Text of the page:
Slot-waveguide SiNOH laser design

Figure 1a depicts the general structure of the laterally coupled slot-waveguide distributed feedback SiNOH laser. The lateral corrugation allows a single photolithography and etching step during fabrication of the planar silicon nitride structures. The SiN waveguide is separated from the silicon substrate by 5 µm buried oxide (BOX). The grating width \({w}_{{\rm{grating}}}\) of the DFB is 4 µm and therefore large compared to the lateral dimension of the guided mode. In contrast to shallow lateral corrugations, this design exhibits a strong coupling between the forward- and backward-propagating cavity modes to enable lasing with the power and pump length limited beam of the laser diode pump source. The gain material has local access to the silicon nitride DFB laser cavity through an opening in the top oxide (TOX) layer.

Figure 1
figure 1

(a) Schematic drawing of the laterally coupled slot-waveguide SiNOH DFB laser feedback structure. The dimensions of the slot-waveguide are \({h}_{{\rm{WG}}}=160\) nm, \({w}_{{\rm{core}}}=440\) nm, and \({w}_{{\rm{slot}}}=180\) nm. The grating period is \(\Lambda =387\) nm with a duty cycle of \(20 \% \). The corrugation of the DFB (\({w}_{{\rm{g}}{\rm{r}}{\rm{a}}{\rm{t}}{\rm{i}}{\rm{n}}{\rm{g}}}=4\) µm) is large compared to the lateral dimension of the guided mode. The dye-doped polymer matrix (\({h}_{{\rm{poly}}}=500\) nm) provides the modal gain for lasing. Only the DFB structure is exposed to the gain material through a local opening of the top oxide (TOX), which ensures low propagation loss of the laser emission without re-absorption. (b) Electric field component \({E}_{y}\) of the fundamental TM-like mode for slot-waveguide and comparable (c) strip-waveguide geometry. The modal gain is increased for a slot-waveguide design by the improved interaction of the waveguide mode with the gain material.

The introduction of a slot for the laterally coupled DFB resonator increases the overlap between the laser mode and the gain medium, resulting in an increased modal gain. Even though the TE-like mode is usually employed in slot-waveguide applications because of the field enhancement in the slot, lasing in the TM-like mode is favoured over the TE-like mode in the presented geometry because of lower propagation losses and better coupling to the grating. The fraction of mode power in the gain material is given by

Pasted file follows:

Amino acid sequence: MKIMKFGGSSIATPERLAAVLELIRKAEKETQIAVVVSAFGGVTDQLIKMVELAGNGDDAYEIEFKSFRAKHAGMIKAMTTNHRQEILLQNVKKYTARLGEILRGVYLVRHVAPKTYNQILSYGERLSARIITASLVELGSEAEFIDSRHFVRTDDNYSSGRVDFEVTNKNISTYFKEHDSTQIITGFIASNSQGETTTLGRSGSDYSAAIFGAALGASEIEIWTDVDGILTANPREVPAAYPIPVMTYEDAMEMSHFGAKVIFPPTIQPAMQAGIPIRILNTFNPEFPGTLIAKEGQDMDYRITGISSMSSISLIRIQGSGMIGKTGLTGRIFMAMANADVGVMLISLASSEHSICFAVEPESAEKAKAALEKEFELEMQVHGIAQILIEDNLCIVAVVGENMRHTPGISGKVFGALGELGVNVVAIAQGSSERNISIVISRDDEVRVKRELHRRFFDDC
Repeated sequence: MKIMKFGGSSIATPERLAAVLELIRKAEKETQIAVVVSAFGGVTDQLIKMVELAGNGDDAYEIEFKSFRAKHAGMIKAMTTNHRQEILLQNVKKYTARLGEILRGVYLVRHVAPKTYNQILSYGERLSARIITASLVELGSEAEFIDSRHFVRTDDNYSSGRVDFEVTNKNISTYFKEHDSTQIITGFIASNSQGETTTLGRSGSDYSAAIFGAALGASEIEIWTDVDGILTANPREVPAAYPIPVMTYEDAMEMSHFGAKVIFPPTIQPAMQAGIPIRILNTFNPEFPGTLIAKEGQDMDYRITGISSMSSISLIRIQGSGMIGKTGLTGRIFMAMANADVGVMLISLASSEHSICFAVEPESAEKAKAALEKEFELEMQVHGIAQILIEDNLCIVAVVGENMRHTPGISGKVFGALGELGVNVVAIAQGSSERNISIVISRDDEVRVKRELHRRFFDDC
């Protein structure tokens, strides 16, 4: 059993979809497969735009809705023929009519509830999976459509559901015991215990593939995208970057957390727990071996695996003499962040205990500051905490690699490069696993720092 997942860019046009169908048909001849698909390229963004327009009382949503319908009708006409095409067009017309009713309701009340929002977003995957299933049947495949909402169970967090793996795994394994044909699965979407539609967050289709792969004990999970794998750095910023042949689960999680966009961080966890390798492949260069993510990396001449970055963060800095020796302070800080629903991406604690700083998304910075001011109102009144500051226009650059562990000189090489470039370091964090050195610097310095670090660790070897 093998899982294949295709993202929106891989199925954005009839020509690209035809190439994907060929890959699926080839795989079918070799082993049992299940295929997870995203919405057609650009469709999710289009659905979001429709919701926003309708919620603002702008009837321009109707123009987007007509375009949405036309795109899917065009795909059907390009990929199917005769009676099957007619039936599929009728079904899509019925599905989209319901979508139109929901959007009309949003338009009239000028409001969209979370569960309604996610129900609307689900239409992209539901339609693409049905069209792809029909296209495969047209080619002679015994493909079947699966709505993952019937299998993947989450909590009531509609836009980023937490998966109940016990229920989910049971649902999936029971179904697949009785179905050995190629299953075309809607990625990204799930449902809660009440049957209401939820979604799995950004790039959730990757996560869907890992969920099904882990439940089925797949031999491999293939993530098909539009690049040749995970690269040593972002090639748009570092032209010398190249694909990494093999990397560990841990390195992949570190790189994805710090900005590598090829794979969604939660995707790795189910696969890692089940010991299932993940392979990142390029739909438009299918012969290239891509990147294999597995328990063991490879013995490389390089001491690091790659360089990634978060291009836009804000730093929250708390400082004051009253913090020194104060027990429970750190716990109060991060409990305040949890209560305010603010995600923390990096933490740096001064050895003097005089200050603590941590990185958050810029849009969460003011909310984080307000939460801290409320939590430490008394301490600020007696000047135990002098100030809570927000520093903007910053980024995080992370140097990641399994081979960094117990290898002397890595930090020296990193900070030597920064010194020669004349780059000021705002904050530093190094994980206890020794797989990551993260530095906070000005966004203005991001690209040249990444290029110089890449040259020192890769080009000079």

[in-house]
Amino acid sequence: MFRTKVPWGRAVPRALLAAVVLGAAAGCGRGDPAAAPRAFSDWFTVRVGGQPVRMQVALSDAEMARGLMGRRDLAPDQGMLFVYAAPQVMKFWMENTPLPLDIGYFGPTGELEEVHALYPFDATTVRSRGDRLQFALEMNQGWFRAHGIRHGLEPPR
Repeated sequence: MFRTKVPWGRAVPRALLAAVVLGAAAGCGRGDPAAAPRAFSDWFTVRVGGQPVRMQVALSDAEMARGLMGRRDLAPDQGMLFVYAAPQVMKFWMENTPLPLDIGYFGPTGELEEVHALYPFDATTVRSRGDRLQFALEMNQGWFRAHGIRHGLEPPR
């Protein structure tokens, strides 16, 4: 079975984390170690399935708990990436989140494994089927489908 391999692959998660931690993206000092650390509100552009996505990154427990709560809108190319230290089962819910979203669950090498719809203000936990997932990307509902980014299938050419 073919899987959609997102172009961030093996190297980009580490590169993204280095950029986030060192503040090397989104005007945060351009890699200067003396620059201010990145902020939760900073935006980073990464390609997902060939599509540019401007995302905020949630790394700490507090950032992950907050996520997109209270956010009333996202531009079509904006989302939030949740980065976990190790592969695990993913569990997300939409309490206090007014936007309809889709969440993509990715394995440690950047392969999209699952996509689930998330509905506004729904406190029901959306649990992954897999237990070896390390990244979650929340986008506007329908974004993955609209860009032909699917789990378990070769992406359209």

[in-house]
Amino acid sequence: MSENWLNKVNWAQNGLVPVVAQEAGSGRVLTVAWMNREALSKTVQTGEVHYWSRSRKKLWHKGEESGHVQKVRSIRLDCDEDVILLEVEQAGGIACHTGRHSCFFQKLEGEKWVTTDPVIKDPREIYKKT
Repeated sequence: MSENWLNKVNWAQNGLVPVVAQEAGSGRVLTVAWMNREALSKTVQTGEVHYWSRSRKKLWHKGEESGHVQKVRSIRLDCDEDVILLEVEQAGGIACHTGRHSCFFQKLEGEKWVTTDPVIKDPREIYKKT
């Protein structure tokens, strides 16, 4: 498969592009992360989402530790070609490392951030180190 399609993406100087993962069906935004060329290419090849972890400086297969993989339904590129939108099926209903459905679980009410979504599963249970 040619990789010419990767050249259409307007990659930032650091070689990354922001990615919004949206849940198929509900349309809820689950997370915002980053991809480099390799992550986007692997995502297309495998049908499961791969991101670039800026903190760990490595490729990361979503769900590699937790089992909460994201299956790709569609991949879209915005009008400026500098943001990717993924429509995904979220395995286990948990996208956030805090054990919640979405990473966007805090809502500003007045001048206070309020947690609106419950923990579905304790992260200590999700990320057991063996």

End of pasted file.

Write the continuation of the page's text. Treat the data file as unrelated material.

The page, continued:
$$\eta =\frac{{\iint }_{{\rm{gain}}}{P}_{z}\ dA}{{\iint }_{\infty }{P}_{z}\ dA}$$

where \({P}_{z}\) denotes the Poynting vector in the direction of propagation of the waveguide mode. The electromagnetic field distributions of a slot- and strip-waveguide in TM-like polarization are depicted in Fig. 1b,c, respectively. The fraction of mode power in the gain material increases from \({\eta }_{{\rm{strip}}}=28 \% \) for the strip-waveguide to \({\eta }_{{\rm{slot}}}=47 \% \), respectively. A slot-to-strip taper is employed to convert between the slot-waveguide laser resonator mode and the stripe-waveguide mode41. For increased sensitivity in biosensing applications the slot-waveguide mode can be directly employed omitting the slot-to-strip taper32. The cross section of the SiN strip-waveguide to route the laser emission to the sample edge is \(550\,{\rm{n}}{\rm{m}}\times 160\,{\rm{n}}{\rm{m}}\).

The pump light is absorbed by the gain material, which leads to a gain profile inside the dye-doped polymer layer. If the gain material layer is too thick, only a small fraction of the pump light will reach the gain material nearby the silicon nitride waveguide resonator structure and the local gain in the evanescent field of the guided mode will be small. On the other hand, for a gain layer that is too thin the overlap between the guided mode and the gain material is small because the field is mainly located in the substrate. If a spatial dependence of the pump light intensity is assumed to follow the Beer–Lambert–Bouguer law \({I}_{{\rm{pump}}}\propto \exp (-\mu y)\) and saturation effects of the gain material are neglected for the pump intensities present in these experiments, the local gain follows the same exponential relation (see Fig. 2a). An optimal thickness has been numerically determined with eigenmode calculations. For the deployed dye-doped polymer PMN:PMMA at a doping level of \(5.0\) wt%, the value of the decay constant was determined to \(\mu =1.15\times {10}^{4}\,{{\rm{c}}{\rm{m}}}^{-1}\). The influence of the polymer film thickness on the modal gain of the TM-like guided mode is shown in Fig. 2b for different dye concentrations \(c\), where the relation \(\mu \propto c\) was assumed. The largest modal gain is achieved for a film thickness of 400–500 nm.

Figure 2
figure 2